From: Marc Geddes (firstname.lastname@example.org)
Date: Wed Aug 18 2004 - 00:20:02 MDT
--- Eliezer Yudkowsky <email@example.com> wrote:
> Marc Geddes wrote:
> > I don't see that an infinity of axioms (reality is
> > uncountable) is a problem. We are not limited to
> > axiomatic reasoning. Although higher level
> > mathematical axioms would not be derivable from
> > level mathetical axioms, we can still reason about
> > *prove* the higher level axioms using
> > reasoning.
> IANAM but that sounded to me like nonsense.
> Eliezer S. Yudkowsky
> Research Fellow, Singularity Institute for
> Artificial Intelligence
I don't think I was talking gibberish ;) I could
probably have worded it better but what I said still
seems O.K to me.
Let me try to rephrase:
Godel's theorem says that any system of finite axioms
(complex enough at least to incorporate both addition
and multipication) which is consistent, cannot be
complete. There will be some so-called 'undecidable'
truths, in the sense of perfectly sensible
propositions stated in the language of the system
which cannot be proved from within the system.
However are these truths really 'undecidable'? No,
not in any absolute sense. They would be perfectly
decidable from the perspective of a broader
mathematical system - one which contained the old
system of axioms plus some extra ones.
Now, if reality is a system of infinite axioms (which
cannot be finitely specified), then ALL mathematical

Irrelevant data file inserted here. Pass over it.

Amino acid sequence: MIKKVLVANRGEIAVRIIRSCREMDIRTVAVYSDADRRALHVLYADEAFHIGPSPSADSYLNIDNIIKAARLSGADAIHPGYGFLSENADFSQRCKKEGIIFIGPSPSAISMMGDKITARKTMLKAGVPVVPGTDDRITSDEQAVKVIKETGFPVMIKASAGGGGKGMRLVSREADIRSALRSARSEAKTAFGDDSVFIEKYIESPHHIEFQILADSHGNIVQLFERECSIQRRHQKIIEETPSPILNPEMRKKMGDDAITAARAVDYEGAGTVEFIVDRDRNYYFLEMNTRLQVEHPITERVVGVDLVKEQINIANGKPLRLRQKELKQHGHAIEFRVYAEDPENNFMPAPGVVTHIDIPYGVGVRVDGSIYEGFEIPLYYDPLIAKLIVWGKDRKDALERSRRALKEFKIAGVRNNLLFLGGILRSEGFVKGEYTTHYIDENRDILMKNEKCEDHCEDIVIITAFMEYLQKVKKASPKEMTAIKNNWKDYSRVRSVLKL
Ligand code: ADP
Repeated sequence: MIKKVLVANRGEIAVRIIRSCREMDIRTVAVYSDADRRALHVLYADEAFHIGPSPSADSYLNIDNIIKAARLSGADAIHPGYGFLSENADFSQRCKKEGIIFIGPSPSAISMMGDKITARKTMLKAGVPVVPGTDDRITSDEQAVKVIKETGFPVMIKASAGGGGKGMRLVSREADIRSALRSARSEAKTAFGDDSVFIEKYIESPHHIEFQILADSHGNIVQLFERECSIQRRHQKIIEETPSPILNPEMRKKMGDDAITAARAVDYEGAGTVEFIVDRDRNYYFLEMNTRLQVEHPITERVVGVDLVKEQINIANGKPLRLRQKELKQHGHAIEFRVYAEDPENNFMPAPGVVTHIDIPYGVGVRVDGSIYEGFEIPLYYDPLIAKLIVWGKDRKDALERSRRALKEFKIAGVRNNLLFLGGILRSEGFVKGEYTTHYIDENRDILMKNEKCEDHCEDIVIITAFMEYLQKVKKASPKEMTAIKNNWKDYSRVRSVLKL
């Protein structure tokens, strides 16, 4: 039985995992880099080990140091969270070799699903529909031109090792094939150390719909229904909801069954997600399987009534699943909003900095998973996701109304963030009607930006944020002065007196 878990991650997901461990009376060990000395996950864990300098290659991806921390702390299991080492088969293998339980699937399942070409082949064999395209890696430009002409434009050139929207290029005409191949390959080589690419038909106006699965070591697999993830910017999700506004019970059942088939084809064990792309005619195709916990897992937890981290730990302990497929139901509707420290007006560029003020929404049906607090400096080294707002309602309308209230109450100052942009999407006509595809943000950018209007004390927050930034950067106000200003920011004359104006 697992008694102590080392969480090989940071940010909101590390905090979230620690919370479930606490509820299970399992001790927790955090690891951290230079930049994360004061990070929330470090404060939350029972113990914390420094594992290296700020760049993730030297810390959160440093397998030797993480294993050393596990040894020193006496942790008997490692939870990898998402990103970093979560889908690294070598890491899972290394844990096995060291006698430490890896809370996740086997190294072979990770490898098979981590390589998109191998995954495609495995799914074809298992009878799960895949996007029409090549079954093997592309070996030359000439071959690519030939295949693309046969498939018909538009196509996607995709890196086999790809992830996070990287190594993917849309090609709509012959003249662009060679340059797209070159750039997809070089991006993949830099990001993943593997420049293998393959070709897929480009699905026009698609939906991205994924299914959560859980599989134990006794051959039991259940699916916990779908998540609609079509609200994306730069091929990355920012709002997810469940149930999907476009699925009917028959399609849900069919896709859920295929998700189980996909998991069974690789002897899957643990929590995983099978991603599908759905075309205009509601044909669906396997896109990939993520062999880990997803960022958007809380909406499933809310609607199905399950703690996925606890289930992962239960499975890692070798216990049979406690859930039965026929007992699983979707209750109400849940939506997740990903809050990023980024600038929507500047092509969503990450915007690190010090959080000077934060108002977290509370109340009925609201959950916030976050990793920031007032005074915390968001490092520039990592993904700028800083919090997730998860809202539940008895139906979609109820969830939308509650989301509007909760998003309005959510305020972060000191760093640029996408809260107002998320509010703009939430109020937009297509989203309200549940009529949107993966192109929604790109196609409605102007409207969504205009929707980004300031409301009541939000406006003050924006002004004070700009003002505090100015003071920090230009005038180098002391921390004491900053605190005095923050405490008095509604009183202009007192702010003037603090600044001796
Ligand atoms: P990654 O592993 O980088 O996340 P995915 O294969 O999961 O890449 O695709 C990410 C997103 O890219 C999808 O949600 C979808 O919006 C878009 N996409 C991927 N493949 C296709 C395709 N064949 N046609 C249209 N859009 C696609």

truths would in fact be decidable. Every mathematical
truth would be embedded in a broader axiomatic system
than the one needed to state it as a proposition.
All 'undecidable' actually means is that some
mathematical propositions cannot be proved with 100%
certainty. But there is nothing which says we can't
reason that the proposition is 70% likely to be true,
80% likely to be true, 90% likely to be true, or any
degree of certainty less than 100% (we simply deploy
non-axiomatic reasoning and treat mathematics like an
'experimental science' - using computers to perform
'experiments' on mathematical objects).
So you see, this whole notion of something being
'Godel undecidable' has been totally mis-interpreted
by the lay-man.
If a maths proposition is 'Godel undecidable' all that
means is that we can't deploy axiomatic reasoning and
achieve certainty regarding its truth status. But by
deploying non-axiomatic probabilistic reasoning, all
of those so-called 'undecidable' statements are in
fact decidable so long as we are prepared to accept
probabilities less than 100%
I repeat: the terms 'undecidable' and 'uncomputable'
have been totally misunderstood by mathematicians and
All of those so-called 'uncomputable' maths functions
are in fact computable to any degree of accuracy less
than 100% (so we can in fact compute the functions
with 95%, 99%, 99.9% or any degree of accuracy we
desire less than 100%)
Similairly, all of those so-called 'undecidable'
truths in maths are in fact decidable to any
confidence level less than 100% (so we could in fact
produce a non-axiomatic probabilistic argument to
achieve 95%, 99%, 99.9% or any degree of confidence we
desire less than 100%)
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